This was excellently portrayed by a chart from “Business Insider in 2013–and the results are clear http://www.businessinsider.com/how-clinton-surplus-became-a-6t-deficit-2013-1. At a quick glance you can see where your surpluses went and where the extra debt was added. Tax cuts for the rich, special programs for political cronies and unnecessary wars.

So where does this leave us on Social Security and Medicare? Social Security has continued to bring in more revenue that it sends out until the last few years. The differential, the deficit, each year remains small enough so that it barely touches the reserves. But of course Congress needs to raise revenues to return the reserves that it took, along with the other trillions in general revenue funds. The surpluses in the Social Security funds, several trillions, are still there. But Bush and Cheney made sure the overall government spending increased the debt to $12 trillion rather than what would have been zero by 2011 and, according to the CBO, an enormous government surplus by now.

So the Republicans say that—oops—we spent too much. Now we have to cut back and balance the budget somewhere. But Republicans also say that we can’t raise taxes on corporations who send your jobs abroad or on billionaires willing to spend hundreds and hundreds of millions to eliminate Social Security and impoverish hundreds of millions of Americans.  We cannot afford more taxes on the wealthy, according to recent Republican candidates for President, one of whom had 9 homes around the country or another who leased a full sized jet airplane to ship a thoroughbred horse across the Atlantic for a horse show.

Let’s examine that issue…can we or can we not afford more taxes? This is really several issues. The first is this: are those paying the most in taxes, and therefore paying the lion’s share of support for government really taxed too much?  On the surface, it would seem that, no, they are not taxed too much but should not, as a group, have their tax rates increased. While it may seem unfair to some that a man earning $20 million a year should only pay a net 14% of income, it may be quite reasonable to say that this man, who now pays nearly $3 million  a year in taxes pays enough. The top 2% pay about half of all personal income taxes. The government recently raised top brackets from 35% to 39% (roughly). So an additional 4% on a millionaire’s taxes (a million in earnings) is $40,000 more. That may be livable, no millionaires will go hungry but do we need to go higher? Bill Clinton balanced the budgets with a good strong economy and a 39.4% top personal income rate. The middle class, many of whom will need both Social Security and Medicare at the time they retire because of high college debt and high tuition costs for their children when they reach college age, pay about 40% of all personal income taxes. And they pay a higher share of their income because of a fixed cost up to about $100,000 for payroll deductions. Still the higher the income goes, the greater share of the economy, that group is supporting.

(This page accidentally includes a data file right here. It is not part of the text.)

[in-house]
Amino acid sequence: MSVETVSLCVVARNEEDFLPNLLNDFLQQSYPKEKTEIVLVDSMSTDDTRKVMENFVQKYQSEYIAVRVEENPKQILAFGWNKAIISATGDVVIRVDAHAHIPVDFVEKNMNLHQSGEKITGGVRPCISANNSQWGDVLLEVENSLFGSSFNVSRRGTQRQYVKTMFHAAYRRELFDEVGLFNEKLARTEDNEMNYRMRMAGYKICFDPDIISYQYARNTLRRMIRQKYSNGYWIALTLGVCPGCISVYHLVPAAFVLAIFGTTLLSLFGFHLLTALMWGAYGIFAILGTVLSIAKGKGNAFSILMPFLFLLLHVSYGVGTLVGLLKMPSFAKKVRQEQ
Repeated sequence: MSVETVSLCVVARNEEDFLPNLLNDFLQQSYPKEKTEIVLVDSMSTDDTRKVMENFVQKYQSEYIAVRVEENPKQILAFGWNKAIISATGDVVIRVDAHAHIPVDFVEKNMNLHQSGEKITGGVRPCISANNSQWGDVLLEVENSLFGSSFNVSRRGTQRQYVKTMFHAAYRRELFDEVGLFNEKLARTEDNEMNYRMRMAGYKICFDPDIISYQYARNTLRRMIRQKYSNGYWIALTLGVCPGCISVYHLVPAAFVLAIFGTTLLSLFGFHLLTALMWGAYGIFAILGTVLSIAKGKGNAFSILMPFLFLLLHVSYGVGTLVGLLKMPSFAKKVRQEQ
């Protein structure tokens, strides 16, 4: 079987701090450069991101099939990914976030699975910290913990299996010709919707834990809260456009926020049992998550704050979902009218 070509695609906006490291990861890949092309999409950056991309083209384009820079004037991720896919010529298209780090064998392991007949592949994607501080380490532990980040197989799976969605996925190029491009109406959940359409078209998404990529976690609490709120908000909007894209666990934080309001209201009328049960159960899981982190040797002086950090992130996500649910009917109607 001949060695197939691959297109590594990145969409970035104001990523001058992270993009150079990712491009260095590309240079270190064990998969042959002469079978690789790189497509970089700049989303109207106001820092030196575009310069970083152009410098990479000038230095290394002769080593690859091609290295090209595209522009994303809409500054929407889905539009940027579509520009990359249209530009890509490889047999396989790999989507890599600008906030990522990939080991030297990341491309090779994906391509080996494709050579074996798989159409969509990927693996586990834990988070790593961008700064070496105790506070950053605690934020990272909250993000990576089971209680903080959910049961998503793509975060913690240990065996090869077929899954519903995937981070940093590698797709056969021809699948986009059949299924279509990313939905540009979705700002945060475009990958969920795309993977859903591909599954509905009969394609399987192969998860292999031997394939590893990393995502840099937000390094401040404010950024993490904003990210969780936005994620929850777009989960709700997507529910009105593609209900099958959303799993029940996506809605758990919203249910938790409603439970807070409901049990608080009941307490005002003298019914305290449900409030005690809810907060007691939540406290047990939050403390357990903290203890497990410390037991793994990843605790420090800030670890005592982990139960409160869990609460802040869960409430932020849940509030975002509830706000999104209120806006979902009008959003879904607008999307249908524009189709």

But the answer is not exclusively in setting personal income tax rates. Income retention, or wealth, is another factor. Certain segments of the economy are finding ways to aggregate what would have been considered vast amounts of wealth in earlier decades. For example, according to IRS data and analysis by the Center for Budget and Policy Priorities (http://www.cbpp.org/sites/default/files/atoms/files/11-28-11pov.pdf  ) income inequality is growing. If the goal of taxation or revenue generation for government is to balance budgets, meet national security needs, maintain common infrastructure and create jobs, then simple reorganization of personal or even corporate income tax codes may not the only or even the best solution.

The following may be an oversimplification but it makes the point. For every job society creates for a millionaire, we must create 20 jobs for a person making $50,000. So, if one man earns one billion dollars, we must create 20,000 jobs at $50,000. We could tax them all at 20% or 30%. It makes no difference. The fact is, however, that an individual making one million dollars a year these days does not necessarily, nor in fact rarely creates 20 jobs for people making fifty thousand dollars a year. With Wall Street as our largest industry, trading stocks and bonds, a small percentage of jobs are created compared to the wealth accumulated by financial executives. This isn’t Henry Ford’s economy. It is Warren Buffett’s economy. Higher income no longer equates with the creation of jobs.